UNIONDALE, N.Y. — Defenseman Bruno Gervais admitted it was a bit of a tease to his new fans that he racked up two points in his Lightning debut Monday.
After all, when Gervais' bad-angled shot bounced in off Washington goalie Tomas Vokoun's pad, it was his first goal in 57 games dating to March 2010. Considering Gervais has just 10 career goals, two points equates to an offensive outburst.
"That'd be a good average," Gervais said, smiling. "Guys are (teasing) me back home, 'Oh, man, I should have drafted you in my pool. That's 160 points!' But I got lucky that day."
Gervais, 27, is more of a steady and smart defenseman than a scorer. And nobody knows that better than the Islanders, the team that drafted him and was home for the first six seasons of his career. That makes potentially getting the chance to play against New York tonight as a visitor a unique situation.
"I've already talked to a few of the guys. It's going to be a little weird," Gervais said. "But … when the puck drops, no matter what, you don't have any friends on the ice. But it'll be a little bit something special dressing up in the visiting locker room."
Gervais, acquired in June for future considerations then signed to a one-year, two-way contract, sat out the first two games as a healthy scratch with Matt Gilroy getting a shot as the sixth defenseman.
Gervais performed well Monday in his opportunity against the Capitals.
And although coach Guy Boucher would not commit to who was playing tonight, he acknowledged, "Obviously, it's going to be hard (for Gervais) to be taken out."
"He had some poise," Boucher said.
"And he kept it real simple. It sounds like not much, but for defense, it's 95 percent of what he needs to do. He did well."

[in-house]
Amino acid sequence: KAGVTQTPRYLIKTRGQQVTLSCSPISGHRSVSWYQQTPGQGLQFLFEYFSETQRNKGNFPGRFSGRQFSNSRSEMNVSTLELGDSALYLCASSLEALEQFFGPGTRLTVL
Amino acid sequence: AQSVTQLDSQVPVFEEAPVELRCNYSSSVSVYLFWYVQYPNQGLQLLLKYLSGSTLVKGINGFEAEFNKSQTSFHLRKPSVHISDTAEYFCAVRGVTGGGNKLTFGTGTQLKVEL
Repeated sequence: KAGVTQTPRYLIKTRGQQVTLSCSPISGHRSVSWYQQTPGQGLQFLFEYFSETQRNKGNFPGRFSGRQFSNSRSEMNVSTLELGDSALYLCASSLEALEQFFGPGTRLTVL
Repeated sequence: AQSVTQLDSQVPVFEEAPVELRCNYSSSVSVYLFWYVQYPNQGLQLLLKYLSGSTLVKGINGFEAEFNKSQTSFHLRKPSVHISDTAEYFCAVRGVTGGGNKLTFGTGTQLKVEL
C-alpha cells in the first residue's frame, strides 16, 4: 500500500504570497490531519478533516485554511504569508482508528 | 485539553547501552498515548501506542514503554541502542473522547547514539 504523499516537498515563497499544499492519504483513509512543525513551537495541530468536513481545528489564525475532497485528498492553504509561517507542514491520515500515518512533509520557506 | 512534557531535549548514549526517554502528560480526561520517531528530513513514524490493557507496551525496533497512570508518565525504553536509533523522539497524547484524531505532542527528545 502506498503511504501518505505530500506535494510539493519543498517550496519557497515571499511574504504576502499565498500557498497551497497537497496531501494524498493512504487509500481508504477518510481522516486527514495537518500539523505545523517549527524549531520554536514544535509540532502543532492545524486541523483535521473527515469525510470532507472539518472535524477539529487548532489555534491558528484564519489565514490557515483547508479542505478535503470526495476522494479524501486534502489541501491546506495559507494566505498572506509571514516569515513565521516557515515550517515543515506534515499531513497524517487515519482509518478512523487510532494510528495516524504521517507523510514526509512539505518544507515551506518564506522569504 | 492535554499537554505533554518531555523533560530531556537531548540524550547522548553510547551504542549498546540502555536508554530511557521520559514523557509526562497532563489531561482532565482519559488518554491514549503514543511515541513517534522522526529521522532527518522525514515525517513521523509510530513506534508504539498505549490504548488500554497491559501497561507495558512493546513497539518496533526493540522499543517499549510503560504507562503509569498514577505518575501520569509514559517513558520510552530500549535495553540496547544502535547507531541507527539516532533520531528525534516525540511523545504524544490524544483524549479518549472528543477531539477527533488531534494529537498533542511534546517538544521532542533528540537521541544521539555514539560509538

Gervais, 6 feet 1, 205 pounds, isn't going to physically dominate everyone. But Boucher says he's in the right position and makes good reads.
"On the breakouts and transitions, he chose option A right away quick," Boucher said. "I liked that a lot."
Gervais assisted on the Lightning's first goal Monday, when Teddy Purcell threw an odd-angled shot toward the front of the net and it bounced in off Capitals defenseman Mike Green. Then Gervais gave Tampa Bay the lead with a bank shot of his own off Vokoun.
"He had a weird stance against the post, and there was a big hole behind his knee," Gervais said. "I just saw it, and I might as well shoot there. It's not like I was trying to get it straight in. I wanted to throw it between the post and see what happens from there and got lucky and went in."
Gervais said every game he plays in the Lightning system he feels "more and more comfortable." And Boucher is getting used to what he can see from Gervais, comparing him to former Lightning defenseman Mike Lundin.
"He plays the game simple," Boucher said. "And if there's an opening, you'll never see him try to deke guys. He's going to see the hole and just charge through the hole and make those plays."
Joe Smith can be reached at email@example.com.